Friday, March 7, 2014

Ninth Circuit Upholds School's Suppression of American Flag T-Shirts on Cinco de Mayo Day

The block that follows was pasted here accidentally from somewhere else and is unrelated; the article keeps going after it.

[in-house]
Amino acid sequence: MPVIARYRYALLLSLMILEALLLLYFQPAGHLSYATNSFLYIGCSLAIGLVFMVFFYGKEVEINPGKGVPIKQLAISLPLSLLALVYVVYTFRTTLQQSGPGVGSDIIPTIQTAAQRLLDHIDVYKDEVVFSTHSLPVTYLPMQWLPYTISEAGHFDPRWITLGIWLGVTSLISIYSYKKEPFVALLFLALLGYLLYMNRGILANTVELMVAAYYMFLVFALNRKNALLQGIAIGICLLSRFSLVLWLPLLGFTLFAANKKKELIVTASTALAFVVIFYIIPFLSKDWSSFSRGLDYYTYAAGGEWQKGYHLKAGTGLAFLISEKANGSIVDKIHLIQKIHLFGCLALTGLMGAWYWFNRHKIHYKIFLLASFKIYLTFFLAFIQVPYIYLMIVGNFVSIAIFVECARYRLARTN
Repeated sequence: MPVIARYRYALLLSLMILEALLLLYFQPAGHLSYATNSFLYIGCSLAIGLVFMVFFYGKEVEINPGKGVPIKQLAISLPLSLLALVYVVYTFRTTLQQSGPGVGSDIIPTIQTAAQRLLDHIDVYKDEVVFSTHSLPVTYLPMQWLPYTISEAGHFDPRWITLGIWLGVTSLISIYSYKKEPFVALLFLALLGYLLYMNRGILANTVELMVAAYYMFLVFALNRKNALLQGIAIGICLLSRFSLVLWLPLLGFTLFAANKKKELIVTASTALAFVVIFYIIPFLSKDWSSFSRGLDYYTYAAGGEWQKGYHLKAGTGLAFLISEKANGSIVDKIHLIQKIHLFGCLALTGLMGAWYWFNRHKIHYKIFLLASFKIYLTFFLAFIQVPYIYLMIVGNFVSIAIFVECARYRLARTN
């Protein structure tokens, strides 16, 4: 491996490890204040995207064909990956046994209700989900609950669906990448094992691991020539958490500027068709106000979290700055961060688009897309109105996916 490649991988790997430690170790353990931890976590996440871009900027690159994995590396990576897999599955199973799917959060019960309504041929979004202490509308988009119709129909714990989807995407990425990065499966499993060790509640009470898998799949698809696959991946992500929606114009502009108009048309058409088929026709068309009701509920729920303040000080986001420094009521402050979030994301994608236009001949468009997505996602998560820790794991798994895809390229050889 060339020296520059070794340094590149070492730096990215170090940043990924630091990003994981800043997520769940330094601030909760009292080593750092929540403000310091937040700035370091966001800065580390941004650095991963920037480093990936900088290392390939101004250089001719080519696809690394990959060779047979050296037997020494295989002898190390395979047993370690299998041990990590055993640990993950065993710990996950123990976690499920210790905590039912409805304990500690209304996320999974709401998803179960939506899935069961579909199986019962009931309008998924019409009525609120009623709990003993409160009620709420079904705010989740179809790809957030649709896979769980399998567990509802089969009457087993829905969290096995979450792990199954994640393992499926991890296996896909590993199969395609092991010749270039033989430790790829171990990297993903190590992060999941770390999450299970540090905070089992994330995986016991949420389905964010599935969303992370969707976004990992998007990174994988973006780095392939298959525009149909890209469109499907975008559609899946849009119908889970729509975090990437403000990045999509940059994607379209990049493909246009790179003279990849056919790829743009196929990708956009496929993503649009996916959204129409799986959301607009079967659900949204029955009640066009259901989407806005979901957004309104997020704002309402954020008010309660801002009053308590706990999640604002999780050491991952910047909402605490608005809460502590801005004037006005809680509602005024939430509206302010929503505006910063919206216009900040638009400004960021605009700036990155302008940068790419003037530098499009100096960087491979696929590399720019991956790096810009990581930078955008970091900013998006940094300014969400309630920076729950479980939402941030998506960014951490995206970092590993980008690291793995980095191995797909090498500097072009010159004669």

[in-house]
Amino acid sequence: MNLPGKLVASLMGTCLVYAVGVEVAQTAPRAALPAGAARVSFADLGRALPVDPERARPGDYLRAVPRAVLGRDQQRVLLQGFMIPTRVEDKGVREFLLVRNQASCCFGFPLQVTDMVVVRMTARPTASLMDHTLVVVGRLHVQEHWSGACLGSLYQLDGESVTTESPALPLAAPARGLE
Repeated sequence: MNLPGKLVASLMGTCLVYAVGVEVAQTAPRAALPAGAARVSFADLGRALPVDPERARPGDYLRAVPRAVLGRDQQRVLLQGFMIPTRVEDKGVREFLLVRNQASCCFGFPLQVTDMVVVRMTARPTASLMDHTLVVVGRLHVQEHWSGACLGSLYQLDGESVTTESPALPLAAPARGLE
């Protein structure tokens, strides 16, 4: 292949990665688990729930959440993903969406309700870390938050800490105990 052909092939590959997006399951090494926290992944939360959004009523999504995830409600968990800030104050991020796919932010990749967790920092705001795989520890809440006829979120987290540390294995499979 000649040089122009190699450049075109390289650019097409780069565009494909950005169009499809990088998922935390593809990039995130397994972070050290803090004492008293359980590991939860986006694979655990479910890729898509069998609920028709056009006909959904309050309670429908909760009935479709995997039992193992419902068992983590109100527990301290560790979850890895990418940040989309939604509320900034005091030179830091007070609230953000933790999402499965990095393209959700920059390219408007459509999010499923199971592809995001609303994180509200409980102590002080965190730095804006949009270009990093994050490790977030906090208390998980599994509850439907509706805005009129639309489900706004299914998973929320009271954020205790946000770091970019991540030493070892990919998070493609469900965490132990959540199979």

One of our recent posts noted the publication of R. George Wright's article, Post-Tinker, 10 Stan. J. Civ. Rts. & Civ. Liberties 1 (January 2014). Considering one of Professor Wright's points-- that we could dispense with Tinker in favor of allowing public schools' to control student speech based on (in part) their responsibility to teach civility and mutual forbearance-- a recent Ninth Circuit case might present a question of if wearing an American flag t-shirt is a breach of civility? In Dariano v. Morgan Hill Unified Sch. Dist., the Ninth Circuit upheld a school official's decision to require high school students wearing t-shirts bearing images of the American flag during a school-sanctioned celebration of Cinco de Mayo to turn the shirts inside out or go home after the school principal learned of threats of violence against the students. During a Northern California school's Cinco de Mayo day, several students wore American flag t-shirts to school, prompting comments from other students who viewed the students' shirts as a slight against Mexicans and Mexican-Americans. A year earlier, there had been threats and obscenities exchanged between a group of predominantly Caucasian students and a group of Latino students when the Caucasian students hung an American flag on a school tree and chanted “USA,” in response to a group of students who had been walking around with a Mexican flag. The day of the flag t-shirt incident a year later, an assistant principal was told that some students were expressing displeasure about the American flag t-shirts. The assistant principal met with the students wearing the U.S. flag shirts and asked them to turn the shirts inside out or remove them, explaining that he was concerned that they may be attacked by students who supported the Cinco de Mayo celebration. The students acknowledged that the shirts might start fights, but refused to take them off. They were sent home with excused absences and stayed home two additional days after receiving threatening text messages. (Two other students were allowed to return to class because the shirts because they were wearing "TapouT," shirts that had a muted version of the U.S. flag.) The students who were sent home sued, alleging that the school violated their rights to freedom of expression, equal protection, and due process. In upholding the district court's grant of summary judgment for the assistant principal, the Ninth Circuit found that given the history of violence at the school, the school officials stopping the display of the t-shirts was a "tailored response" to "anticipated violence or substantial disruption of or material interference with school activities," and therefore the school's response was justified under Tinker. The Ninth Circuit found that the school's response was appropriately tailored under Tinker because while it suppressed the message on the clothing, they students were not punished for it and also allowed students wearing clothing with a less prominent message to wear their shirts. Read Dariano v. Morgan Hill Unified Sch. Disthere

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